The EU seems incapable of making decisions to curb the refugee crisis. Instead, it is pressuring member states to act quickly to at least comply with prior commitments.
The Berlin dispute over the status of Syrian refugees and the question of whether their families should be allowed to join them here was briefly raised in front of the EU Council building in Brussels. But Germany's Interior Minister Thomas de Maizière said he stands by his opinion, adding only that "the coalition partners need to talk." A German conference of state interior ministers is now tasked with preparing a response to the issue, which will then be discussed by the government. According to de Maiziere, the topic is still very much on the table.
Moving at a snail's pace
Other countries are finding different solutions to the problem; there is no EU-wide regulation on the protections offered to Syrian war refugees. "We have to keep the pressure on," said de Maiziere, meaning the pressure on his European colleagues who have yet to implement decisions that have already been made in the area of refugee policy. The interior minister is waiting to see if the promised hot spots - the planned registration centers in Greece - will be up and running by the end of the month.
The agreed redistribution of a first group of 160,000 refugees is also moving far too slowly. It almost appears to be a form of sabotage for an unpopular decision: Only 135 refugees have been moved from Italy and Greece to other EU countries. This initially voluntary redistribution is set to become a permanent mechanism. At least, that's what Germany, Sweden, and Austria want. Here, the piecemeal approach is meant to eventually secure a majority in the European Council because - given the opposition from Eastern European states - no one believes there'll be consensus on this issue.
In the meantime, the Swedish government has pulled the ripcord, and is now demanding to be involved in the ongoing redistribution. "We're at the edge of our capacity," confirmed Swedish Interior Minister Stefan Studt.
His country has taken on the most refugees per capita than any other country in Europe.
But that is coming to an end: The government in Stockholm is under pressure, and is now pushing for the mostly symbolic measure of resettling a few hundred migrants in other EU countries.
Too many Afghans
"Europe can only take in those who are most in need of protection," the German interior minister said at a meeting in Brussels, demanding that the EU Commission finally reach a decision on a deportation agreement with Afghanistan.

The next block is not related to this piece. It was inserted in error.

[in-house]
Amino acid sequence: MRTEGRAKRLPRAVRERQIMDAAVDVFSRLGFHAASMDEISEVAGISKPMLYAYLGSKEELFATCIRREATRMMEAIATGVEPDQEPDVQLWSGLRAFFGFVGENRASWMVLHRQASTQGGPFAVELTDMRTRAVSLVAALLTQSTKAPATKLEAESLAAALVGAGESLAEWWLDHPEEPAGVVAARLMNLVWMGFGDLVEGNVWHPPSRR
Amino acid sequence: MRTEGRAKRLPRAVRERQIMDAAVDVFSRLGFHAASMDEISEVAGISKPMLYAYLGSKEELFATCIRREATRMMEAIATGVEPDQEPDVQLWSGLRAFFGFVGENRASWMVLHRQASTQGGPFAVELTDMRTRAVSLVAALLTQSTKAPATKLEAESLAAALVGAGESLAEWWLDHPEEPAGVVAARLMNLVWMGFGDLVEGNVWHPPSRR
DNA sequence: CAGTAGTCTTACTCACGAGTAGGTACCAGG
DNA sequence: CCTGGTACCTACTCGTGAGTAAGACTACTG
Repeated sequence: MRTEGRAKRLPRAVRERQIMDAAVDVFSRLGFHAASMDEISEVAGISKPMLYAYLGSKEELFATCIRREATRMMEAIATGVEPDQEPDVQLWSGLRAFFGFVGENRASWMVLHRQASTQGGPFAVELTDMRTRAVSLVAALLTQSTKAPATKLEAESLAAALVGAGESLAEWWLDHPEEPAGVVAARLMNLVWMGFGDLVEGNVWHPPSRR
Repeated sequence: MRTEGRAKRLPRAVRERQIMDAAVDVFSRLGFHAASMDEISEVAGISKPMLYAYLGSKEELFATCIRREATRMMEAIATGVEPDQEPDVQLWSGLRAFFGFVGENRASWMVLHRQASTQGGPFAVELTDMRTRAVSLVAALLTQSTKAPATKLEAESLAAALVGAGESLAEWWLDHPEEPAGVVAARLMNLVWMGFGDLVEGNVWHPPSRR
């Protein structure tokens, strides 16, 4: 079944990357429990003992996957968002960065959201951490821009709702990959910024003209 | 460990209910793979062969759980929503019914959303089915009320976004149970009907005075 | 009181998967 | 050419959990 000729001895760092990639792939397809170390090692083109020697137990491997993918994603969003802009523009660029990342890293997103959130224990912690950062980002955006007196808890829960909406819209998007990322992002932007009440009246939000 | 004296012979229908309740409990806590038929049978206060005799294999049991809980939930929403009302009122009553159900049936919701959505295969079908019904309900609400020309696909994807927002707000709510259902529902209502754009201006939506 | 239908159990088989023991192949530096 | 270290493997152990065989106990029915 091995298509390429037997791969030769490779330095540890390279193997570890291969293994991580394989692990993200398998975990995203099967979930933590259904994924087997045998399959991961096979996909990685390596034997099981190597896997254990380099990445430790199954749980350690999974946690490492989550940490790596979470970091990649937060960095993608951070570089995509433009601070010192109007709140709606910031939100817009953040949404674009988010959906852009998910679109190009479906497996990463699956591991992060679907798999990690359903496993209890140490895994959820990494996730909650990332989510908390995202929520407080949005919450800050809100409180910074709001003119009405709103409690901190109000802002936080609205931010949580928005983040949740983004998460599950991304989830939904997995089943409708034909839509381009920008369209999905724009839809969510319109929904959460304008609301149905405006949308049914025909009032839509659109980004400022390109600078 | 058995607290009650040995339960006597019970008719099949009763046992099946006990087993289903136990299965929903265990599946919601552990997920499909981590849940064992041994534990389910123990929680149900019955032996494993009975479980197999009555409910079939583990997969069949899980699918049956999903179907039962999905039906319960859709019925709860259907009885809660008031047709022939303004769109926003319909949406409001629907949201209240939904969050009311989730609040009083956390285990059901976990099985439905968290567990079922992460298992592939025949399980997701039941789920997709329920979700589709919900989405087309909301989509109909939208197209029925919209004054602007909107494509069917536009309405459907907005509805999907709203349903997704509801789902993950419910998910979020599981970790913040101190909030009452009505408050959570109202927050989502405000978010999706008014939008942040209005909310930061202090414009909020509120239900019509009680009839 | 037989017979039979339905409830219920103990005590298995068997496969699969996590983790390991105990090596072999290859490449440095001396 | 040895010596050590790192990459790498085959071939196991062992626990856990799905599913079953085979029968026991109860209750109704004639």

Several aid organizations say that the security situation in the country is becoming increasingly precarious, but de Maiziere wants "to send a signal to Afghans: We will send you straight back." None of his colleagues has yet to voice any opposition.
Existing deportation agreements are also no guarantee that migrants will be sent back home. That can be seen in the case of Pakistan. Only a few days ago, a German government security adviser told DW that the repatriation of Pakistani refugees would be significantly stepped up. But the next day, the Pakistani interior minister provisionally suspended the agreement.
The government in Kabul is, however, is prepared to commit to a repatriation agreement in principle and take its citizens back, according to Brussels insiders. Afghans currently make up the second largest group of refugees in the EU after Syrians.
Time is of the essence
Austria's interior minister was very clear about her goals: "We have to slow the influx of migrants," she said.
Currently, between 7,000 and 8,000 refugees either arrive in or travel through Austria each day. "Not everyone has understood the problem. Some countries act like this has nothing to do with them," said Johanna Mikl-Leitner. She also thinks things are moving much too slowly. She said the promised money for the aid funds needs to be released so that Syrian refugees don't leave the camps in Jordan and Lebanon.
She is also in favor of strengthening the EU's external borders. "You can only have a Europe without internal borders if there is a secure external border," she said. "It is a myth that the sea border between Turkey and Greece can't be secured," she said.
Greece has a strong navy that could be deployed, and Athens could receive help if it is unable to patrol the maritime border on its own. But that's where many point the finger at the Greek government.
Germany, too, expects Greek Prime Minister Alexis Tsipras to finally act. "We want to maintain Schengen, but we're running out of time," said Minister de Maiziere.